The Desert View Drive follows the Grand Canyon's South Rim, offering numerous magnificent panoramas, overlooks, and beautiful perspectives. The scenic drive begins about one mile east of Grand Canyon Village and finishes near the east entrance of the Grand Canyon National Park at Desert View. Allow three to four hours to complete the 23-mile journey to stop for photographs and amazing views. The Desert View Watchtower, a circular stone tower about 70 feet high, is one of the most popular destinations along the drive.
One can only see so far while gazing out at the Grand Canyon from the edge. Take to the skies and witness the stone gorge expand as far as the eye can see! Grand Canyon helicopter tours allow passengers to take breathtaking aerial photos of the striped rock formations below as well as the Colorado River and surrounding Kaibab Forest. Airplane tours also operate daily at the park, and offer equally-impressive photography opportunities.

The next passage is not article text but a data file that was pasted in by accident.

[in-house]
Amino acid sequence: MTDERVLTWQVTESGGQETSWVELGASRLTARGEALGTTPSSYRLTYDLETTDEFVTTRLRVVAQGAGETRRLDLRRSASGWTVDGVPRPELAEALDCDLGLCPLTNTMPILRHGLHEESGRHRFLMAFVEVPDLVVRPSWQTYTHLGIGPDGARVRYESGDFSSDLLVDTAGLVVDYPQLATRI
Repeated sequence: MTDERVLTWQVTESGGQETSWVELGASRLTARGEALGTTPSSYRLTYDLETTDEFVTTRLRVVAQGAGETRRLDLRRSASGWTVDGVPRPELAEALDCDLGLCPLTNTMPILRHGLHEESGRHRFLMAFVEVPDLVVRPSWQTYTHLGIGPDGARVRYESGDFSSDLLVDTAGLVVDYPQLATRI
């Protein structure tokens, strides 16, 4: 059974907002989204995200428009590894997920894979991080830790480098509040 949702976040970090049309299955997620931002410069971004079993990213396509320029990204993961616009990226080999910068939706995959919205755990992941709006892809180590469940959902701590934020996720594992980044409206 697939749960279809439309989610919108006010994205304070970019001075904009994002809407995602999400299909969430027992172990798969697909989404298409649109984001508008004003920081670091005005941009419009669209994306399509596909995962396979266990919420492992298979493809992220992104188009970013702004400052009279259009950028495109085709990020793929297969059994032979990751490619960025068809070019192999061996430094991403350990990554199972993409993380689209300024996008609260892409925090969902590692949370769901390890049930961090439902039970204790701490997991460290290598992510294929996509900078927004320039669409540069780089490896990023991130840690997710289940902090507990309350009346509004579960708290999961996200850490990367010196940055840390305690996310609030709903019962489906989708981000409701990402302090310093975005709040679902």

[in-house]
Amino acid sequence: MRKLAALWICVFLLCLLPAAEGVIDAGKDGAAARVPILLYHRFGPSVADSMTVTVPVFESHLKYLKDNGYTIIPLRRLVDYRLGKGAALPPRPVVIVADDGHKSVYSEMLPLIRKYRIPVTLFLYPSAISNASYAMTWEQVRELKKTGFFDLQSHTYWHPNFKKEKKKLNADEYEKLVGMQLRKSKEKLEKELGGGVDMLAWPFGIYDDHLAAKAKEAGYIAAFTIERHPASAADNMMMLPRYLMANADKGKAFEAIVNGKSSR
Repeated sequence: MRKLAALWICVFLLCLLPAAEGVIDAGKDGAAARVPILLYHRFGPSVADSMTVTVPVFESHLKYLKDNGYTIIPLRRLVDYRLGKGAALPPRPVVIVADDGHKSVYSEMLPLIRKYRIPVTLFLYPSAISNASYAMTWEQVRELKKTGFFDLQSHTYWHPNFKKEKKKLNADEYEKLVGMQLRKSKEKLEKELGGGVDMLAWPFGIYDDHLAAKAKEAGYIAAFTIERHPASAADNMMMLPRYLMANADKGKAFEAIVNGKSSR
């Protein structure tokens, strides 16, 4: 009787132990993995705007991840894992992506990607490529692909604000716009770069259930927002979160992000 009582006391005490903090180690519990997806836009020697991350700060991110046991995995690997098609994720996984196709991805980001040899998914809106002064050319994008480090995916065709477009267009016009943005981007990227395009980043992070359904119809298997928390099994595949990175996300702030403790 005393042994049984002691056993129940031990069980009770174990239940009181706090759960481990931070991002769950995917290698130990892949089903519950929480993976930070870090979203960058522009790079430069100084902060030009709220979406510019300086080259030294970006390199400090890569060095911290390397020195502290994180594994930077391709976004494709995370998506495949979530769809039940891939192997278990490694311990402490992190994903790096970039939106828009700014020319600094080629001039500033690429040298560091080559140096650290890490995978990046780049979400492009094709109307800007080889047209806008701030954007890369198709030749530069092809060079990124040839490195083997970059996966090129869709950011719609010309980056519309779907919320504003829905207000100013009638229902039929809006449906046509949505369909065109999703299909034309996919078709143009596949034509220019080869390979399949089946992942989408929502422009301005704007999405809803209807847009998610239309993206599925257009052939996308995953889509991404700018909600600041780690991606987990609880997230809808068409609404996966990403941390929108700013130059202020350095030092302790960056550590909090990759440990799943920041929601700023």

The Grand Canyon National Park offers fantastic rafting opportunities ranging from daylong adventures to several-day expeditions. River rafting is perhaps the most high-demand activity at the canyon, with tour operators booking solid up to a year in advance. You can still experience the Grand Canyon from the Colorado River in just a day's time aboard a smooth water rafting trip or you can embark on an exhilarating white water rafting trip through the canyon walls.
Several hiking trails surround the edge of the South Rim, offering fantastic views of different angles of the canyon. Trail lengths vary in difficulty from light to expert and range in length from between quick, 2-mile hikes to half-mile, all-day excursions. No matter your skill level or time availability, Grand Canyon hiking is a possibility for every family.